How Long Will the Semiconductor Shortages Last?
The shortage of semiconductor chips is straining global supply chains, causing a drag on the production of an array of products from smartphones to new cars. We spoke to Alexander Duval, a technology analyst in Global Investment Research at Goldman Sachs, after our virtual European Digital Economy Conference to discuss chip production and the impact of the Ukraine-Russia crisis on the sector. He highlighted how a number of European companies at the conference expect tightness in the supply and demand of semis to potentially persist in their particular product areas into early 2023, albeit with some gradual easing in certain types of chips in the second half of this year.
Based on your conversations at the recent technology conference, what did you hear about the backlog situation for European semiconductor producers and what is driving demand for their products?
Several companies highlighted very large backlogs for this year relative to what they can produce. The general view expressed was that new capacity would be needed for supply and demand to come into balance and that this could take some time.
As far as the demand picture for these European semis producers is concerned, there are obviously certain industries that their products go into which are rebounding or seeing strong growth — automotive, for example, particularly given the limitation on what was produced during the initial innings of Covid. But more broadly across semis there are interesting secular demand drivers, whether we are talking about electrification of the car, the proliferation of the cloud, right through to other areas where semis have become a digital enabler of things like automated driving. And then of course the transition to 5G, as Europe and other economies digitalise, requires a lot of wireless equipment that in turn drives volumes of advanced semis.
What does this all mean for the supply chain crunch?
And what does it mean for supply to come on stream?
This would mean these companies not only putting equipment into existing semiconductor fabrication facilities, but such producers, or their foundry partners who produce for them, needing to build new factories and ramping those up. And so our view is that we’ve had a number of good quarters for many of these semis players in terms of earnings prints in a very, very tight supply-and-demand situation.
But we do think there were decisions made a number of quarters ago to start ramping supply. So the relevant facilities will at some point be up and running with supply coming on stream. And what we have seen is some companies talking about supply gradually coming on stream in the second half for certain types of semis, but plenty of other companies talking about only really a step change in the broader supply situation potentially happening end of this year, maybe even early 2023.
If these companies are right in their view that it’s going to be more of a gradual easing, and only really in certain pockets, like power semiconductors, then this would mean there is tightness until next year.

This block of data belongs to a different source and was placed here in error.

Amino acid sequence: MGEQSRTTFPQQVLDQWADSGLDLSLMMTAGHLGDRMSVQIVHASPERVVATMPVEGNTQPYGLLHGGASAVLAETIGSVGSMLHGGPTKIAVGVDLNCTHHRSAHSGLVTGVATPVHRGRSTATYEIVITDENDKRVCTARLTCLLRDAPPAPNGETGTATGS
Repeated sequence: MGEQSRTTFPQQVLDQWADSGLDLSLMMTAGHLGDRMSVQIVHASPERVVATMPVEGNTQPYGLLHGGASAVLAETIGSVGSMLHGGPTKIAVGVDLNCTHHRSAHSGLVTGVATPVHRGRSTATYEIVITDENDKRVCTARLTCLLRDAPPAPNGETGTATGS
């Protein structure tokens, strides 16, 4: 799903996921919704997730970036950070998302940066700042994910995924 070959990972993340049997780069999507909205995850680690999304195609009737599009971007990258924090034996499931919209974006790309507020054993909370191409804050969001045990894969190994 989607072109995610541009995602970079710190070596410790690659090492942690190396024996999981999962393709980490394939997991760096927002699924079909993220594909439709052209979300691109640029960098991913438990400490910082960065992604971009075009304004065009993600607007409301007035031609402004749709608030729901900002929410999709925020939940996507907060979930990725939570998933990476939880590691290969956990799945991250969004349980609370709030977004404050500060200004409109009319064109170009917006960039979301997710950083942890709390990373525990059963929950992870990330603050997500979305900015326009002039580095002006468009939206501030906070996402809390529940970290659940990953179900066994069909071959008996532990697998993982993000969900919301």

You asked several executives about double ordering and what kind of inventory-correction risk there is. What was your takeaway from those conversations?
Broadly speaking companies did not highlight double ordering, with one talking about a high level of customer escalations to request more semis, implying genuine demand remains high. Further, several suggested inventories in the market are still very low. That said, several European semis companies will have made investment decisions multiple quarters ahead, and, given they don’t have perfect information, it is possible that there could be some kind of inventory correction in future, even if the implication of some companies’ statements was that the risk of this would be more likely in the second half and in particular towards the end of the year.
Does the crisis in Ukraine change your projections for semiconductor supply and demand?
It’s obviously a very fluid situation and we can’t say there’s no risk at all, but near term the risk seems relatively limited. If you think about the sort of end market exposure — Russia is very small. It’s less than 1% of global IT spending. For the European semis companies we cover, the exposure is typically below 2%. The direct exposure to Russia-Ukraine is pretty low.
Now, one thing we have seen press reports about is neon gas. A decent amount of the market for this is located physically in Ukraine. And you need that for lithography machines, which use light to print patterns onto silicon wafers, such as those provided by ASML, a semiconductor company in the Netherlands. Some of these lithography machines do need this neon gas. But actually around 50% of ASML's lithography business, in terms of the types of machines, is actually EUV, which does not rely on neon. The DUV machines, which are not quite as advanced, do require neon. But they’re only getting 20% from Ukraine, as they also source from areas outside Ukraine. So we think it will have only a limited impact for them.
In terms of the broader semis landscape, we’ve highlighted in our research that a certain number of the large semis manufacturers — who could also theoretically be impacted by changes in the availability of neon — have been saying that there isn’t very much to worry about, in the near term at least, as far as their ability to produce or cost inputs are concerned. What you’ve seen is that a number of these companies have diversified their sourcing of neon, meaning that they can get it from suppliers with whom they have contracts for a given price and given access to volumes outside Ukraine. We also believe it will be necessary to monitor the macroeconomic situation.